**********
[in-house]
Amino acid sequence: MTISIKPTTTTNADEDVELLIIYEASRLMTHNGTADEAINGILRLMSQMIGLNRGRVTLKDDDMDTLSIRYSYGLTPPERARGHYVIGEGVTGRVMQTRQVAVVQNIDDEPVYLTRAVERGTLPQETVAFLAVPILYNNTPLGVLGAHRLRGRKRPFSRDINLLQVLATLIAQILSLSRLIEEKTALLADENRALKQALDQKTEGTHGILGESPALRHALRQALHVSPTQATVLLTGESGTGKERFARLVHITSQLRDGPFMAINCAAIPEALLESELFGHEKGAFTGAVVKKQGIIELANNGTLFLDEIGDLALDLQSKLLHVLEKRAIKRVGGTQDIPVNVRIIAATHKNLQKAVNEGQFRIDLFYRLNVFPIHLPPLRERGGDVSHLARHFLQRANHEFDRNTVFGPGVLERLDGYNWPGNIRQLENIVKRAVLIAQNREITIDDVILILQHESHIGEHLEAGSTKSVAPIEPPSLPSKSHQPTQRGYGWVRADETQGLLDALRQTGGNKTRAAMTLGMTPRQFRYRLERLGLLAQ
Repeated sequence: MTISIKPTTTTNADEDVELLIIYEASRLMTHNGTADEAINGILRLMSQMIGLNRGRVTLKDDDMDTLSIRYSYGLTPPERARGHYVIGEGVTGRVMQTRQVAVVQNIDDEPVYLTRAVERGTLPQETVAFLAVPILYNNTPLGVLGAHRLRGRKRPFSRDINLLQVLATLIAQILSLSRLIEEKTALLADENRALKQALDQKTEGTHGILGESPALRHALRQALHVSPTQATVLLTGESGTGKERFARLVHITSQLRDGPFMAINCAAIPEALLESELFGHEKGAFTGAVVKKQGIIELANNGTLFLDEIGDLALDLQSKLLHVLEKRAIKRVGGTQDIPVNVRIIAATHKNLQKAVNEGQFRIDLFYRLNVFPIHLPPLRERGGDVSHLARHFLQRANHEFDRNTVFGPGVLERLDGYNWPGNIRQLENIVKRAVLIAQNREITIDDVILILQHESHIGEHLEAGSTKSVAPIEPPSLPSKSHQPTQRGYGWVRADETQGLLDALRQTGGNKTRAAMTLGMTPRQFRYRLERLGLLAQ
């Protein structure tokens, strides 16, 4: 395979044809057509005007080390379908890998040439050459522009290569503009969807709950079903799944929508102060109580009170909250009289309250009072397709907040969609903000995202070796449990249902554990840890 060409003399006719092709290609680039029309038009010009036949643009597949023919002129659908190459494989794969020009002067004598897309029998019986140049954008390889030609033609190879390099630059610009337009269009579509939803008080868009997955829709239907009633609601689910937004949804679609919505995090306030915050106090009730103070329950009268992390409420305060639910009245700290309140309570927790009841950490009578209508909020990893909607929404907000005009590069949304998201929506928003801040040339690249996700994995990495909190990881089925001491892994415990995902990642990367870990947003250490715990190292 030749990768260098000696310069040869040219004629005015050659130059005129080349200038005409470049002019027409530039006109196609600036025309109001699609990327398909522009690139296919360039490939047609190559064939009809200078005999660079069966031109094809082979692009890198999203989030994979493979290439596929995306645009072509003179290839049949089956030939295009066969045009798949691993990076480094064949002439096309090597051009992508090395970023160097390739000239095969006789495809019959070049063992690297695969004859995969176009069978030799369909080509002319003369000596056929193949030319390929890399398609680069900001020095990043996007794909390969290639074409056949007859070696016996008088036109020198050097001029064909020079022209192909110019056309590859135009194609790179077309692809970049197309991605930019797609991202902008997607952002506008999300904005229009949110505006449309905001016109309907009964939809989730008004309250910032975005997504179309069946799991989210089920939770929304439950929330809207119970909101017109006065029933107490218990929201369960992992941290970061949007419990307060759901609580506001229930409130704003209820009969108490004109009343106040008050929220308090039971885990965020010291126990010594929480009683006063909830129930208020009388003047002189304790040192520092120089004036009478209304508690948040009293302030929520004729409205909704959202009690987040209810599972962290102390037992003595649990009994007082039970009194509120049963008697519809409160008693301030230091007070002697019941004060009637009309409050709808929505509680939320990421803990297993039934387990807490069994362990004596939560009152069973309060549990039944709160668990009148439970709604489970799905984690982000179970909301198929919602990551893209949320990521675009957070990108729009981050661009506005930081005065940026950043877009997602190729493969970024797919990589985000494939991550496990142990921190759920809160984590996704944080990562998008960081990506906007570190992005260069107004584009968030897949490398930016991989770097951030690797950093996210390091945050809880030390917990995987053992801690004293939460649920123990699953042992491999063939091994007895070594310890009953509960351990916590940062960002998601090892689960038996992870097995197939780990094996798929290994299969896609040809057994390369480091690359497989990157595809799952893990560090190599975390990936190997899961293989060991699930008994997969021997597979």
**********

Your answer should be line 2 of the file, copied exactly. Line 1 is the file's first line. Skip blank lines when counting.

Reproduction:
Amino acid sequence: MTISIKPTTTTNADEDVELLIIYEASRLMTHNGTADEAINGILRLMSQMIGLNRGRVTLKDDDMDTLSIRYSYGLTPPERARGHYVIGEGVTGRVMQTRQVAVVQNIDDEPVYLTRAVERGTLPQETVAFLAVPILYNNTPLGVLGAHRLRGRKRPFSRDINLLQVLATLIAQILSLSRLIEEKTALLADENRALKQALDQKTEGTHGILGESPALRHALRQALHVSPTQATVLLTGESGTGKERFARLVHITSQLRDGPFMAINCAAIPEALLESELFGHEKGAFTGAVVKKQGIIELANNGTLFLDEIGDLALDLQSKLLHVLEKRAIKRVGGTQDIPVNVRIIAATHKNLQKAVNEGQFRIDLFYRLNVFPIHLPPLRERGGDVSHLARHFLQRANHEFDRNTVFGPGVLERLDGYNWPGNIRQLENIVKRAVLIAQNREITIDDVILILQHESHIGEHLEAGSTKSVAPIEPPSLPSKSHQPTQRGYGWVRADETQGLLDALRQTGGNKTRAAMTLGMTPRQFRYRLERLGLLAQ